But conversely, there can be no doubt that these worlds are not only built on rules but also on fictional building blocks.

Taking the concept of diegesis as a starting point for analyzing the sound in video games is, therefore, not only legitimate but also necessary.

Sound in video games functions not only as a carrier of gameplay-relevant information but also as a carrier of information about the game’s fiction. The latter can again help provide hints about the game’s gameplay.

In that perspective, the concept of transdiegesis becomes interesting because its narratological starting point points out that sounds can be anchored in the fictional world while also being carriers of gameplay-relevant information.

I believe this is an essential point to include if you want to understand sound in video games.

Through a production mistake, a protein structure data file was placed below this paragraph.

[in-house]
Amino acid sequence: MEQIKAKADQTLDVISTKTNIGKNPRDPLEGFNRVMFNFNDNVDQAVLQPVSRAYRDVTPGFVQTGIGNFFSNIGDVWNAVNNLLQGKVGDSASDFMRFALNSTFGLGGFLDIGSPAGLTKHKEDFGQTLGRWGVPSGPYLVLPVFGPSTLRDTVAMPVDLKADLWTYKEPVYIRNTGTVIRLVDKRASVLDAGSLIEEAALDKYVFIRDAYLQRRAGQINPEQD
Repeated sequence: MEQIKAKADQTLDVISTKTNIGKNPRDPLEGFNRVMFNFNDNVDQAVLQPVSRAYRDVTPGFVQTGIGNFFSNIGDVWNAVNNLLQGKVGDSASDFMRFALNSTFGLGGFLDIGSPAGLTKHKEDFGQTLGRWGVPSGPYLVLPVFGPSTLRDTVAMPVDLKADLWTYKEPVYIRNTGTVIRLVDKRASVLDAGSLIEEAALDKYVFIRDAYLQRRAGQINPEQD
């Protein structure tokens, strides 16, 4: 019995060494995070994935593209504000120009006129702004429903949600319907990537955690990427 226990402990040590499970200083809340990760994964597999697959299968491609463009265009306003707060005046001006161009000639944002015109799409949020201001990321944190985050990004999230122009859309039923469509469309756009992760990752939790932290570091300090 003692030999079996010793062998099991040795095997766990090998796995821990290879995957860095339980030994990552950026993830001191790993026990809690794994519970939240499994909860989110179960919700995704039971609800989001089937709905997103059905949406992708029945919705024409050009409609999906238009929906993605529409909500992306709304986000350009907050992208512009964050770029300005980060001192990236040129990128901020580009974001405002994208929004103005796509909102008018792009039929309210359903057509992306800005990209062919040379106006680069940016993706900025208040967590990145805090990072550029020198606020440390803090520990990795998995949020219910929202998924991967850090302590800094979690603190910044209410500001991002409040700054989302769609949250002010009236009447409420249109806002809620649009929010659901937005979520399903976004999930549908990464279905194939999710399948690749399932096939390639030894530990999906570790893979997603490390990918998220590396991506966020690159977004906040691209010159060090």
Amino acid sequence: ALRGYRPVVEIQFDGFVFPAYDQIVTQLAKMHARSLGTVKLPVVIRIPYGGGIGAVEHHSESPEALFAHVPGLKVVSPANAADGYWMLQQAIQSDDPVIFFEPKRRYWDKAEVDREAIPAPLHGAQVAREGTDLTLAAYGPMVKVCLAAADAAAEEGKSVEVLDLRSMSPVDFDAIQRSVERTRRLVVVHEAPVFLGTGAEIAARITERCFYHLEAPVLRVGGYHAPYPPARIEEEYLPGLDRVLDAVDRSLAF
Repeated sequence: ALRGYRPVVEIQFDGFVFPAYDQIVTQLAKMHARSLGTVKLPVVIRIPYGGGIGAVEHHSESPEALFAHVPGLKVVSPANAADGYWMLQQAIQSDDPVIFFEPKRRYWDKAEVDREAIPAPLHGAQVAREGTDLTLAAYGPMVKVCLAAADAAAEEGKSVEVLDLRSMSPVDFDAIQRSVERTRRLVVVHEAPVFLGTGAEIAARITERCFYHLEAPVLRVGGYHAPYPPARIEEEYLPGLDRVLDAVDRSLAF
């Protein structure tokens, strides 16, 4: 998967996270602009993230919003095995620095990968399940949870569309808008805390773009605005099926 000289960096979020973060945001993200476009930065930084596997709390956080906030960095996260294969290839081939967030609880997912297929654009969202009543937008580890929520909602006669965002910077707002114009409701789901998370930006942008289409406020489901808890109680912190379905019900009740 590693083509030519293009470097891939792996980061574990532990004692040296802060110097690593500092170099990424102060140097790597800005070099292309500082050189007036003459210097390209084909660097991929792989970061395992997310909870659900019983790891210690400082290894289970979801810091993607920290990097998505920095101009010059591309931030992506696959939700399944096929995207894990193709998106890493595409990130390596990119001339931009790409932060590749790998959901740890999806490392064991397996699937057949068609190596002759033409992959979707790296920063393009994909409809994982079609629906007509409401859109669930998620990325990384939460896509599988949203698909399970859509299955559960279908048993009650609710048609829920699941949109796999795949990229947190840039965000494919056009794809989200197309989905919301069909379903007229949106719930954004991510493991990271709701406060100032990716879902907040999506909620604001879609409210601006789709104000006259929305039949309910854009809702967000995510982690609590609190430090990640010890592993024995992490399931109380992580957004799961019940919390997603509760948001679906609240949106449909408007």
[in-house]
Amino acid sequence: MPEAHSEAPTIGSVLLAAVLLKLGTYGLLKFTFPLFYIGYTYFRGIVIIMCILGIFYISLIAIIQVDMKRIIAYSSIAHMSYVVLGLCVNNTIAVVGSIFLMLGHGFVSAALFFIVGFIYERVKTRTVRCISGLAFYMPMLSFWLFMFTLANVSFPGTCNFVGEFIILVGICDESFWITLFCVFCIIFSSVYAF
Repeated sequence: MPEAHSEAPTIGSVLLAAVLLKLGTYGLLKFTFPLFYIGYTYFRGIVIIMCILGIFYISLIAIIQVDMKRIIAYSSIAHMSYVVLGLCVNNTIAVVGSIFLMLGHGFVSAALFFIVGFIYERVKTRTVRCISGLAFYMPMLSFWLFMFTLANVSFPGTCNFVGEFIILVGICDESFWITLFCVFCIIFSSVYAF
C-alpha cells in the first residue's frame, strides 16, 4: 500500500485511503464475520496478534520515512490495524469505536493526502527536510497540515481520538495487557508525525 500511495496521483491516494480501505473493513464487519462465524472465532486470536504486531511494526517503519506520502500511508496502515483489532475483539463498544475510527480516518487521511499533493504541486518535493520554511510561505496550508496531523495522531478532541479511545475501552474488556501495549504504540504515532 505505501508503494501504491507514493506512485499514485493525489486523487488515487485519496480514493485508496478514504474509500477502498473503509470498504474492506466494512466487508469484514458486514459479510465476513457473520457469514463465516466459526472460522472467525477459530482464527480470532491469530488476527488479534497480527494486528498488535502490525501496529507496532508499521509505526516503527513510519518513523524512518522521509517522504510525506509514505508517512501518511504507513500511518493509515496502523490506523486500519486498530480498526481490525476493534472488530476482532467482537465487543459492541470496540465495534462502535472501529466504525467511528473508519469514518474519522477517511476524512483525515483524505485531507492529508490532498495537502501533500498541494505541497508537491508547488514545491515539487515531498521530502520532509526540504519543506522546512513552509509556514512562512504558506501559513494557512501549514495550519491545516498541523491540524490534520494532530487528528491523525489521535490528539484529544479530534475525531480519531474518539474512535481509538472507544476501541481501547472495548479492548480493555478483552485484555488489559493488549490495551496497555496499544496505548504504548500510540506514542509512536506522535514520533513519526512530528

However, the transdiegetic concept also has its limitations. This applies, for example, to specifying the sound’s spatial integration and function as an interface.

And there will be cases, such as menus, where describing the sound as an interface will provide greater precision in describing the sound’s spatial integration and function, despite the menu, for example, having a graphic connection to the game’s fiction.

Because of this, I turned my attention to Jørgensen’s later ludological approach, where she tossed away the notion that video game sounds are fictional or part of the narrative and regarded them as part of the game interface instead.

In the ludological approach, video game worlds were considered to be based solely on rules, so all sounds that carried gameplay-relevant information were described solely as part of the game’s interface.